India-Kashmir rail link lurches forward
By Haroon Mirani
SRINAGAR - What could be Asia's most spectacular railway, or its most
dangerous, has made a renewed lurch towards completion thanks to a
recommendation that building should resume on the world's highest bridge - a
key part of the much-delayed project linking Kashmir and India.
India Railways board chairman M Ravindra and his seven-member expert committee
have recommended that work go ahead on the Chenab bridge after the group was
asked last December to suggest a possible new alignment in the section
following suspension of the work over concerns of safety and stability.
The contentious steel-arch bridge over the river Chenab would run for 1.3
kilometers, with a height of 359 meters, 16 meters higher
than the world's present highest vehicular bridge, the cable-stayed Millau
Viaduct in France. Almost half of the US$100 million Chenab bridge had been
built when construction was halted.
An Indian Institute of Science report warned that the bridge was liable to
collapse as the surrounding mountain would have been unable to bear its weight
(26,000 tonnes in steel alone).
Ravindra's team accepted there are serious problems in the present alignment
and recommended that 93 kilometers of the treacherous 125km link between Katra
and Qazigund, out of a total route length of 287km - be abandoned. But he
advocated that the large-arched bridge, to be built in an area where winds can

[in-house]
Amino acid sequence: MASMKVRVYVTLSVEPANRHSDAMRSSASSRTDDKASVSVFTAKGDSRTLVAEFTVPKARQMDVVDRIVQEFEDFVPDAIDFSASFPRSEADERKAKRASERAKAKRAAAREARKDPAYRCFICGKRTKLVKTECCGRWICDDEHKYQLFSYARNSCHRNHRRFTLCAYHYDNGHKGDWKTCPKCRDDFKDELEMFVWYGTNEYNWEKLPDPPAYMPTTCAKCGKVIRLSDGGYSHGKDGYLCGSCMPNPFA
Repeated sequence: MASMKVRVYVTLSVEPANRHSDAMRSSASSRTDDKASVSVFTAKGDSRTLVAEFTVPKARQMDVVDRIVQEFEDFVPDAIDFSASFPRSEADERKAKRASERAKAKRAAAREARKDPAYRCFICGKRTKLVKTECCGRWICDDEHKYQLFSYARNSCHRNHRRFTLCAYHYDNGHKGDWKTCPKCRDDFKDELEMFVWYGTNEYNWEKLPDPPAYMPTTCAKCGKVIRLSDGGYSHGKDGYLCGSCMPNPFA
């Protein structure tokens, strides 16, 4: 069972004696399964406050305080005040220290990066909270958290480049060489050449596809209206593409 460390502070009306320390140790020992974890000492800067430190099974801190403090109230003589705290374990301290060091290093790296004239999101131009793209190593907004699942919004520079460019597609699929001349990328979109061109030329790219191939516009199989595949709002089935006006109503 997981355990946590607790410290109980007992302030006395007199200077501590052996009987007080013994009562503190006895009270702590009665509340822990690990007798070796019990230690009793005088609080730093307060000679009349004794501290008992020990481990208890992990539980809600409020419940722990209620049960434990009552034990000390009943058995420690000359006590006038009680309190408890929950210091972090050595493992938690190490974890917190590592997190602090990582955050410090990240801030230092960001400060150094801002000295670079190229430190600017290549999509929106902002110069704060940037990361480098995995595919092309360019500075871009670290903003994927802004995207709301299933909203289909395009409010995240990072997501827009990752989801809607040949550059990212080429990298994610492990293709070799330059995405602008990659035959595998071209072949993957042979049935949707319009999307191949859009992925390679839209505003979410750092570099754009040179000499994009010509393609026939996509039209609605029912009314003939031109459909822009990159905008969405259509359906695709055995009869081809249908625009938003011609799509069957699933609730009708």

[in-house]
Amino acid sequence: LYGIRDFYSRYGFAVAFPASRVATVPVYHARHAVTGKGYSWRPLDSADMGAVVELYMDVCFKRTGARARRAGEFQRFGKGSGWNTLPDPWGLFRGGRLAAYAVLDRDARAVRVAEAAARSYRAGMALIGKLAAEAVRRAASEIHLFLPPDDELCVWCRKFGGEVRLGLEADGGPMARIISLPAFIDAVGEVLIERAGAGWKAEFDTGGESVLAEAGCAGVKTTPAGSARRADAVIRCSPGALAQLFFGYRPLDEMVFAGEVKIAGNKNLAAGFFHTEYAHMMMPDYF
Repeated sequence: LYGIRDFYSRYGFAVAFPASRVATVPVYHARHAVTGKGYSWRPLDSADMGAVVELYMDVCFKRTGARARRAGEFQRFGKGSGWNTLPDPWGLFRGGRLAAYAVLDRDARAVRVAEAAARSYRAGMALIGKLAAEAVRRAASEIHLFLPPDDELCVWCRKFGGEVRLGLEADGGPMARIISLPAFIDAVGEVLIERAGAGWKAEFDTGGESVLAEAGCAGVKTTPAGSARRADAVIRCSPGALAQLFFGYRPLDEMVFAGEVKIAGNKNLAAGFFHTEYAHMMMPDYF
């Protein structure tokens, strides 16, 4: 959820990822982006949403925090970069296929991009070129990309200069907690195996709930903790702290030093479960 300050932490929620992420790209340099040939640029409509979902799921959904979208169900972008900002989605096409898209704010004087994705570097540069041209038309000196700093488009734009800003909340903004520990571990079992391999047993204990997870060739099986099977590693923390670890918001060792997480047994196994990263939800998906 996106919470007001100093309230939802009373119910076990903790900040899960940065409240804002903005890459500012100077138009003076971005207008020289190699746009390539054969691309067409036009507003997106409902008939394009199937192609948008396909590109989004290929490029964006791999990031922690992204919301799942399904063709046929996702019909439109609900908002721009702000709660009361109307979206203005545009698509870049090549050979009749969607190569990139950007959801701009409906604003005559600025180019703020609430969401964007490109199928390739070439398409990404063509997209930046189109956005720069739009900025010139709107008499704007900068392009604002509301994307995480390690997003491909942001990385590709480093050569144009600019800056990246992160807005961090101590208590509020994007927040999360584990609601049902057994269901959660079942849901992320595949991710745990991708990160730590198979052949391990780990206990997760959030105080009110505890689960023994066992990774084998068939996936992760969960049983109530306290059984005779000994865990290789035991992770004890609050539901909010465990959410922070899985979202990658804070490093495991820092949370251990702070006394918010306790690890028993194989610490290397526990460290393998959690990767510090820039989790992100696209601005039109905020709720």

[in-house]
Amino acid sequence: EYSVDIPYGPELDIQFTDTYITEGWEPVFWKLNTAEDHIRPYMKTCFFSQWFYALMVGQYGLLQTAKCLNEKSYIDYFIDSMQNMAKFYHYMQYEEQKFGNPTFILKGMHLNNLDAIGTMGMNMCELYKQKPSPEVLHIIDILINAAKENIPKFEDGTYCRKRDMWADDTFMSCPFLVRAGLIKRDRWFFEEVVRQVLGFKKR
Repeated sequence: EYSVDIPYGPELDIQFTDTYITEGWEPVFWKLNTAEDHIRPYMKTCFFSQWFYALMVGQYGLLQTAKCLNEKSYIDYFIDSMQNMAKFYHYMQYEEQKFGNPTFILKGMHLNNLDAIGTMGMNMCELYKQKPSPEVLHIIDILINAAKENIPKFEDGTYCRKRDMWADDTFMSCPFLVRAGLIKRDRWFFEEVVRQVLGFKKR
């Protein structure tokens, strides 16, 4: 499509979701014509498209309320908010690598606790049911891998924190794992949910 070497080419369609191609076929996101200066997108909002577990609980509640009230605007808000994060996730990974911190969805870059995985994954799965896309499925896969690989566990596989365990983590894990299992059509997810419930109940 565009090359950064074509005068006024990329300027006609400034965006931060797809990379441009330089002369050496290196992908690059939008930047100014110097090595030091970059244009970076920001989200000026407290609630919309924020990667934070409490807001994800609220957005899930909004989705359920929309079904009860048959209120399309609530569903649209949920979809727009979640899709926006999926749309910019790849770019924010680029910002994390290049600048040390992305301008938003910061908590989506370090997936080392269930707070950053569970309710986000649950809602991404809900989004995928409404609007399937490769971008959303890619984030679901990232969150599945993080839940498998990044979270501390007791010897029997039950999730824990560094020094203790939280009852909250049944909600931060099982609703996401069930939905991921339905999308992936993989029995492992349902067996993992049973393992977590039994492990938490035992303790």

blow at 220km per hour, be kept in the plans. Around three billion rupees
(US$61 million) had been spent on the bridge before work was stopped.
The line, between Srinagar, summer capital of India-administered Kashmir, and
the nearest rail head in Udhampur, nearly 300km to the south, is hailed as one
of the most difficult railways lines to be built anywhere, spanning mountainous
and often uninhabitable terrain. Most of the line runs either through tunnels
(totaling 109km, the longest at 11.4km) or on bridges (783), many spanning deep
Almost half of the track passes through little-charted areas where there is no
habitation, power supply or roads.
Ravindra's recommendation is part of a war between the two powerful lobbies in
Indian Railways favoring two separate alignments.
The government suspended work on the line in September 2008 after a report by
the Bangalore-based Indian Institute of Science stated that the present
alignment of railway line is unsafe. Indian Railways proposed a new alignment
it claimed to be more secure.
Satish Kumar Vij, Railway Board Member (Engineering), the top engineering post
in Indian Railways, was instrumental in pushing for suspension of the work,
citing geological and security reasons. Vij retired on March 31, and a lobby
that wants to continue with old alignment gained strength.
Four days before retiring, Vij requested that Delhi Metro Rail Corp chief E
Sreedharan intervene in the matter. Sreedharan wrote to the government urging